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Early boos got to Piazza, but eventually he won over the fans

May 22, 1998, the New York Mets trade Preston Wilson, Ed Yarnell, and Geoff Goetz to the Florida Marlins in exchange for Mike Piazza. The trade comes seven days after the Marlins and Dodgers agreed to a 7-player trade sending Piazza and Todd Zeile from LA to Miami and Gary Shefflied, Charles Johnson, Bobby Bonilla, Jim Eisenreich, and Manuel Barrios from South Beach to Hollywood. Piazza, now playing in the biggest city in the league was meant to signify the transformation of the Mets from pretender to contender, but his start in Queens was slow.

His first game with the Mets was May 23, 1998 but his first home run didn't come until June 1st. It may not seem like a long home run drought, but coming off a 40 home run season in 1997 and having nine home runs in the first month-plus of the year, the fans were displeased and let him hear it. On Tuesday, while touring the Hall of Fame in advance of his induction in July, Piazza admitted that, while he didn't show it, the boos did get to him. So when the boos finally stopped and he became a fan favorite and a Mets legend, it was a sign to him that he had overcome a major challenge.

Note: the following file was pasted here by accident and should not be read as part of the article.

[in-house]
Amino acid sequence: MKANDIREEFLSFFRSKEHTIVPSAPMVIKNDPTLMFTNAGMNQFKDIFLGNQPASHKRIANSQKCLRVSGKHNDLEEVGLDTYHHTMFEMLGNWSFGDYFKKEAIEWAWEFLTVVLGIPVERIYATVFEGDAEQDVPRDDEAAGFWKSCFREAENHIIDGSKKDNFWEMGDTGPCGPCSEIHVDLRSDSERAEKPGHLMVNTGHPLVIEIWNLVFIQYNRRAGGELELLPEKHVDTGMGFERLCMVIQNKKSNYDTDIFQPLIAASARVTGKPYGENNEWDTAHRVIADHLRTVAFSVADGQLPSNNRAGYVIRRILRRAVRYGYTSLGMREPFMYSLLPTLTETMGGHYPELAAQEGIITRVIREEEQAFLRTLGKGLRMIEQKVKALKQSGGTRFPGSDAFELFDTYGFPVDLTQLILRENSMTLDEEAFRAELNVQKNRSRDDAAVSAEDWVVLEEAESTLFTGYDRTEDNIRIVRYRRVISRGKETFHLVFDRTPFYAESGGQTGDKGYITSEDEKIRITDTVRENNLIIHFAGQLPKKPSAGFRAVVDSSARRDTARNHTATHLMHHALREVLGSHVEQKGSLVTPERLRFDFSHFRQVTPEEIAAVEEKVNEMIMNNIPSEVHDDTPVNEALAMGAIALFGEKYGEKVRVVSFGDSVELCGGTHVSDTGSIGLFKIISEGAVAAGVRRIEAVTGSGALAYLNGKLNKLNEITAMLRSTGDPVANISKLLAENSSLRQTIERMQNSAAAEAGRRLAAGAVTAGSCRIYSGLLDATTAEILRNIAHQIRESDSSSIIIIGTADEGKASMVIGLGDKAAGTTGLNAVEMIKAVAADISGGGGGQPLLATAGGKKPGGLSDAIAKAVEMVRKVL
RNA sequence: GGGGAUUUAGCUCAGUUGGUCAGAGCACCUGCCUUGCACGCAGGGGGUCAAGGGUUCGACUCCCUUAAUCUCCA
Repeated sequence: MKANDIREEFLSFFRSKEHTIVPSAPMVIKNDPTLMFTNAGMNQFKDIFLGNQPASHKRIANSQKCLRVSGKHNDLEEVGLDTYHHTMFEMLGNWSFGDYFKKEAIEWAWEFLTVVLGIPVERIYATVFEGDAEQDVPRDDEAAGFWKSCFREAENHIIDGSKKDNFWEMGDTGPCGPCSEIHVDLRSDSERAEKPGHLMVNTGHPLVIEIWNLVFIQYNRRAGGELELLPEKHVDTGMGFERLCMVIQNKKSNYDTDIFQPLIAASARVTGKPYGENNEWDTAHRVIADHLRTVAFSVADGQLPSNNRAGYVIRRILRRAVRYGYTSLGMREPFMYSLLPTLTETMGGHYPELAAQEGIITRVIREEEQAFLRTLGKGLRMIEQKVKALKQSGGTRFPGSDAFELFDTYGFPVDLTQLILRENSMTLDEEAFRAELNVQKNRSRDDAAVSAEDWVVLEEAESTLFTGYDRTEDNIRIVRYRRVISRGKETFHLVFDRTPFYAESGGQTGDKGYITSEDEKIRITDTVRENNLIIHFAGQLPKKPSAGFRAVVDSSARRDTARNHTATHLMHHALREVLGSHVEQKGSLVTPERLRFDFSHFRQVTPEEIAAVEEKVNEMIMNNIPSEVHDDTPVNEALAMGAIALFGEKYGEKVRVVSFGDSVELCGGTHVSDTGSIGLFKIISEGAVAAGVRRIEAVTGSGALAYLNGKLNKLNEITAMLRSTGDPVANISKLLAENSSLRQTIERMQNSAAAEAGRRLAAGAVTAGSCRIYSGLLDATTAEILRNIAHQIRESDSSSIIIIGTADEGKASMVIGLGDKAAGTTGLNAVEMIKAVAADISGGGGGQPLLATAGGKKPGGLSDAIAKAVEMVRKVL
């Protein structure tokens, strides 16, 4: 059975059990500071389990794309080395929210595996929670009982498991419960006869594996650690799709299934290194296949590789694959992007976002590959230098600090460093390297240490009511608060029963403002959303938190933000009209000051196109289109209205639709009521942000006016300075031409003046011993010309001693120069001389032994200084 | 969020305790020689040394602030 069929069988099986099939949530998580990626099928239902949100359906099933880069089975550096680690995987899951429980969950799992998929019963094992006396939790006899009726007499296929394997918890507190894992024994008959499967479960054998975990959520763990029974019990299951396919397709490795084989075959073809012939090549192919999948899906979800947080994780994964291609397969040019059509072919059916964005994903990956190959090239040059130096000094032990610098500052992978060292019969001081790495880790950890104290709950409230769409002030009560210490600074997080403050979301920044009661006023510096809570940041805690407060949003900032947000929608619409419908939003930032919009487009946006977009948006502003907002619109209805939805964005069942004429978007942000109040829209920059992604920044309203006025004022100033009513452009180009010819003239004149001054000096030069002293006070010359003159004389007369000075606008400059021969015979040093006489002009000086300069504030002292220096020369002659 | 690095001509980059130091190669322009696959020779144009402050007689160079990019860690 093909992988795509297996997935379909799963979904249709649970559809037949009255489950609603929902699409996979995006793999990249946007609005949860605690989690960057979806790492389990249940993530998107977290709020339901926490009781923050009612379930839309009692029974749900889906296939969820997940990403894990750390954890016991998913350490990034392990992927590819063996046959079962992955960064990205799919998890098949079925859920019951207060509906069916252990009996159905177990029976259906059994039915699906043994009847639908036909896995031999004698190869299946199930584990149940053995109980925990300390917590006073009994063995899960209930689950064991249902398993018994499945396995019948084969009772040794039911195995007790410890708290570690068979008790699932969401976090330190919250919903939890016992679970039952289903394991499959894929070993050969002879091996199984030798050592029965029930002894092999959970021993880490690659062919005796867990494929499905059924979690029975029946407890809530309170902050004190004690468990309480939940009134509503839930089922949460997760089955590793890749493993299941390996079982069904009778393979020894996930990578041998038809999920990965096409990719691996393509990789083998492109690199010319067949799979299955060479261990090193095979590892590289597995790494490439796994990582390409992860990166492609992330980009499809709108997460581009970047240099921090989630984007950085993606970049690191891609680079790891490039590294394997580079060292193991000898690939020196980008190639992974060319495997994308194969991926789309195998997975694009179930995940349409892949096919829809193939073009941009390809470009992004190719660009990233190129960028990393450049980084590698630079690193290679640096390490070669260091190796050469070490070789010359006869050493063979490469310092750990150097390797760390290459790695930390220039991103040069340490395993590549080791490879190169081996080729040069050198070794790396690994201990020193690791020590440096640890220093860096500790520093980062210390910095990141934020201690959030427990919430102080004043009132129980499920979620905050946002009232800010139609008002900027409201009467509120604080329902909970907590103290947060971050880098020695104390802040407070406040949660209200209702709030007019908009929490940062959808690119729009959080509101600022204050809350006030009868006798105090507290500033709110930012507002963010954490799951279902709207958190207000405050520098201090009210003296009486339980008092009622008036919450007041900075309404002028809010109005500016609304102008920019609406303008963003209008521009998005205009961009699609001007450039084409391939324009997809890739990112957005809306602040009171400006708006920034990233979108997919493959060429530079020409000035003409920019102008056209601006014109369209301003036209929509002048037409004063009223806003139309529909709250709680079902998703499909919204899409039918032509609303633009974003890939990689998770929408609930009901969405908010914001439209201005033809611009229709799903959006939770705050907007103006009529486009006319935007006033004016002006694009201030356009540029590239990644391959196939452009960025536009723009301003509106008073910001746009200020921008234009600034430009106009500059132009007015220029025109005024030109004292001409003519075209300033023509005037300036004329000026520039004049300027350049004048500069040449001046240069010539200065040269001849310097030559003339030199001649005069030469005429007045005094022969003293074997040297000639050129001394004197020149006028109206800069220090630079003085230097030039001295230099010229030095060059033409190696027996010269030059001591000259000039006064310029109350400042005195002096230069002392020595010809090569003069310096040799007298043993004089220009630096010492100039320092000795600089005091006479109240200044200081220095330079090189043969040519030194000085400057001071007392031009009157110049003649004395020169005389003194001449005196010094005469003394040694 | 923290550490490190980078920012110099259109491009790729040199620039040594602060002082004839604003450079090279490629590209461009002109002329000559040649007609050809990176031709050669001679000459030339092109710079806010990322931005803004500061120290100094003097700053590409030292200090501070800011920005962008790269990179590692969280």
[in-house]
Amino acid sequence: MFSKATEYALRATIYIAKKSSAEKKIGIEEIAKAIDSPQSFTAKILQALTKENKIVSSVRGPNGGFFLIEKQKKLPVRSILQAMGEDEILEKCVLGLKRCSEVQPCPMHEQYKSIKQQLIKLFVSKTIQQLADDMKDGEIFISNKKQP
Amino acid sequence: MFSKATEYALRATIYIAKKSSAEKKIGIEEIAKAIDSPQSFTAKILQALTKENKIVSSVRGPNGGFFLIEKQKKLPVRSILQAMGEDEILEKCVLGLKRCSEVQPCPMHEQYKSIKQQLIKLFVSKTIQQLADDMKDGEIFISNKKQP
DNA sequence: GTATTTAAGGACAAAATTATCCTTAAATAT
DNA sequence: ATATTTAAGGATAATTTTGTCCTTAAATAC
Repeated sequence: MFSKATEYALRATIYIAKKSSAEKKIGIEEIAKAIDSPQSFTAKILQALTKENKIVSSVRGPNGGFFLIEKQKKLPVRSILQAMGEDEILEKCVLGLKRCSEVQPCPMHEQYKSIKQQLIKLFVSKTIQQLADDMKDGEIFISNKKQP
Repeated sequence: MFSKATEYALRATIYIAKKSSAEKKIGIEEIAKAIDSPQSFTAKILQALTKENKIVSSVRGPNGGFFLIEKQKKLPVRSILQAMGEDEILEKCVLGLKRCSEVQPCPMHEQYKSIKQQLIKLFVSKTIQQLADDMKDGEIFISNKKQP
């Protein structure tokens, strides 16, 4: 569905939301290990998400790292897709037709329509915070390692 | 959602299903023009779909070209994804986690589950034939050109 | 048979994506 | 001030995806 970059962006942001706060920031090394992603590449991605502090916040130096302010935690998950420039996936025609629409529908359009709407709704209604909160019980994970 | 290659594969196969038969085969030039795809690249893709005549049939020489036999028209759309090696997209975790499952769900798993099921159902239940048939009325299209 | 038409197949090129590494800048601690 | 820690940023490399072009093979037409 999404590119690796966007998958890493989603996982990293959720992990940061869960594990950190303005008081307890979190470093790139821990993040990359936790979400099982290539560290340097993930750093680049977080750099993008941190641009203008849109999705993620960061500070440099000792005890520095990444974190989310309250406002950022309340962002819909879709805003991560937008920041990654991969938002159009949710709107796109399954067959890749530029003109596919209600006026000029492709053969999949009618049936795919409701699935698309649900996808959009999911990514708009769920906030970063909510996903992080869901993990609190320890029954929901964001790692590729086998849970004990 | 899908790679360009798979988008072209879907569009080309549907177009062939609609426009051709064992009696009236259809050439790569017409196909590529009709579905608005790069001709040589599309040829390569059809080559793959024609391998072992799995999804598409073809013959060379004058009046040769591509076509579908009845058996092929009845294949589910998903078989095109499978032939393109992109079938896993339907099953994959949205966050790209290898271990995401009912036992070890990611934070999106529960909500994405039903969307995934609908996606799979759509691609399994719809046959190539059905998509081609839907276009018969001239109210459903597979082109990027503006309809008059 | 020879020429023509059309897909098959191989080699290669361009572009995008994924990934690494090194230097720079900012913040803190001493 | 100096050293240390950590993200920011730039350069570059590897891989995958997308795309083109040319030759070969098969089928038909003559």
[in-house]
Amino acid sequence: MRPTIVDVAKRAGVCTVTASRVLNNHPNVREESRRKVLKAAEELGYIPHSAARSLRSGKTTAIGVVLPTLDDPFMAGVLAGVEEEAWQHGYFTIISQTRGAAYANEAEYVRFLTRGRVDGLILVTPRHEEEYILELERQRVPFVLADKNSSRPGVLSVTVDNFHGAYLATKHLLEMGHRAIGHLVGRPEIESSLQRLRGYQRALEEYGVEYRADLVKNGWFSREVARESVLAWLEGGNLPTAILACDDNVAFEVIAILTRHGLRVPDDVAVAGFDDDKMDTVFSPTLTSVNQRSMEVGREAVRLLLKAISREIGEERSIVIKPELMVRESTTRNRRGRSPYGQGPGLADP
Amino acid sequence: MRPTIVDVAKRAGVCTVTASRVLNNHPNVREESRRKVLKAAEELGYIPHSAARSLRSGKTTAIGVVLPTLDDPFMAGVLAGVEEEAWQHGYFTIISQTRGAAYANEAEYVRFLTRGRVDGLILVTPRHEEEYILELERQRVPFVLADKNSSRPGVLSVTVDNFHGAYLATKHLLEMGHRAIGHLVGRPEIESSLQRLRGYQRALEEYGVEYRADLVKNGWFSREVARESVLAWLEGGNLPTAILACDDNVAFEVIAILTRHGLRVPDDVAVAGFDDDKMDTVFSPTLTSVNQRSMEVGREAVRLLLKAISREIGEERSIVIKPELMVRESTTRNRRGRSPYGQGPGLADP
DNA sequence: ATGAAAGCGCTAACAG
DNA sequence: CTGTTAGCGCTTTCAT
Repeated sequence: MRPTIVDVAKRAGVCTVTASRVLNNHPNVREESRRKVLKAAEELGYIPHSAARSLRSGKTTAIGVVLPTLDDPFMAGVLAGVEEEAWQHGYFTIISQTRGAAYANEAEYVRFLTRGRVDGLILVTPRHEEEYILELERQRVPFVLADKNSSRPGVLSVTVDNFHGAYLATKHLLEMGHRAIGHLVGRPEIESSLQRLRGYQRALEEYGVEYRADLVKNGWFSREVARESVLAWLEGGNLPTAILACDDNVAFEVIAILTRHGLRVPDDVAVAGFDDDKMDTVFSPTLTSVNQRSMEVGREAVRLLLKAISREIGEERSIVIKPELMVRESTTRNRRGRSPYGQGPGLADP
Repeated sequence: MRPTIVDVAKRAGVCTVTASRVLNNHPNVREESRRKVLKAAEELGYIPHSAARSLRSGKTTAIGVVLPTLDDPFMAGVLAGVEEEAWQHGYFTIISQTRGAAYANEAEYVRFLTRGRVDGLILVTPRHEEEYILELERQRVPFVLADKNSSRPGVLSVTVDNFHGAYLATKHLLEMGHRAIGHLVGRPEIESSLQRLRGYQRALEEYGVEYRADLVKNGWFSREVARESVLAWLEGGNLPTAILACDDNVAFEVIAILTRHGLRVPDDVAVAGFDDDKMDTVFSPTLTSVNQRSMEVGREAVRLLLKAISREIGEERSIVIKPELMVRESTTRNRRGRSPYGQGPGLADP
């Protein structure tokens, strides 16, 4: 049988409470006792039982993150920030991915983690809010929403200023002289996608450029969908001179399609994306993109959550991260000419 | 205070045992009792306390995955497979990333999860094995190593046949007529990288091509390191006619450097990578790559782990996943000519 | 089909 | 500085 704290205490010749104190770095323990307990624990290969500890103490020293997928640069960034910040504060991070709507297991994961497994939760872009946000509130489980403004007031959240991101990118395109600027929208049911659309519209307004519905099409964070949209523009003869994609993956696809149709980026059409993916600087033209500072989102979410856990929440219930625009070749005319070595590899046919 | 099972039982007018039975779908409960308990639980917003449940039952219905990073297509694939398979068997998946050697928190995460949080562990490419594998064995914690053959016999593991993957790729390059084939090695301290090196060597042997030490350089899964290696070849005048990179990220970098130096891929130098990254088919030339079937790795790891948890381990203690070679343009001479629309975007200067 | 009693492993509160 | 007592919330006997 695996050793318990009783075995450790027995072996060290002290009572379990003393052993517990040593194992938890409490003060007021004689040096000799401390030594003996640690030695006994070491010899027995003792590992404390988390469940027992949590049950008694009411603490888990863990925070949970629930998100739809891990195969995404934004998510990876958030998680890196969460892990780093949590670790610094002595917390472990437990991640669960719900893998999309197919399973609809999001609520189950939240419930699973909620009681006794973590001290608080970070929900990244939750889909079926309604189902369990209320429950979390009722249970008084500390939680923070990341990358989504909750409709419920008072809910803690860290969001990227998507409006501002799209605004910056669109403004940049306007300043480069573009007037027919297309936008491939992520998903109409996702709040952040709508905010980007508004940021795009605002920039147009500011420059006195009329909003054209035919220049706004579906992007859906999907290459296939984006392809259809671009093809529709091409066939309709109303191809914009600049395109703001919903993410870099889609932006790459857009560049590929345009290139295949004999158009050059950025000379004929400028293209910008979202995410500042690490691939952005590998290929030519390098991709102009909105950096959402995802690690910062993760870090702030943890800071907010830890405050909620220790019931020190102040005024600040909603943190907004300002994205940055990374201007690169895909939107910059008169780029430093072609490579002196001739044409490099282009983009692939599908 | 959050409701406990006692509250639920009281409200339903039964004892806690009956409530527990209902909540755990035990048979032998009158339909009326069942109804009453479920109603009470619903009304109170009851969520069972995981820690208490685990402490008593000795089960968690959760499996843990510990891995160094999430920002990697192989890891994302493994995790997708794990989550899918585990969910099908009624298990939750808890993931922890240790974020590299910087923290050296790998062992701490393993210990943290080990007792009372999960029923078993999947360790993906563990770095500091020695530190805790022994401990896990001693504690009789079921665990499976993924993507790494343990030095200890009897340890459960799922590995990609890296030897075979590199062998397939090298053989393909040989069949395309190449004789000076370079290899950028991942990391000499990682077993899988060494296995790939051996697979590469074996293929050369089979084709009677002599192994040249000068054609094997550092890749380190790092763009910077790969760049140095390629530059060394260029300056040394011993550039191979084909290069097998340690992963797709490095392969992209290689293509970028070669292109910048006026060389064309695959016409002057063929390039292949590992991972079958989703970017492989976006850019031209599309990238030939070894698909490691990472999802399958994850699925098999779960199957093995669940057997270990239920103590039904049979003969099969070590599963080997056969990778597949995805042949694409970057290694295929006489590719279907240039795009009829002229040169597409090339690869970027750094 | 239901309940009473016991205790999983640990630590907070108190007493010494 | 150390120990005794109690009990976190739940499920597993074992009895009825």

"The most unique relationship aspect of myself and the Mets fans is that they usually don't embrace people that don't come up through the organization, I mean to come from another team. Keith Hernandez is one that came from another team that the fans embraced and I would feel obviously in that category. So, they don't let people in their family quickly and you have to earn it. That allowed me to challenge myself and that made me a better player."

Piazza will be officially enshrined into the Baseball Hall of Fame on July 24. He will be joined on stage by Ken Griffey, Jr.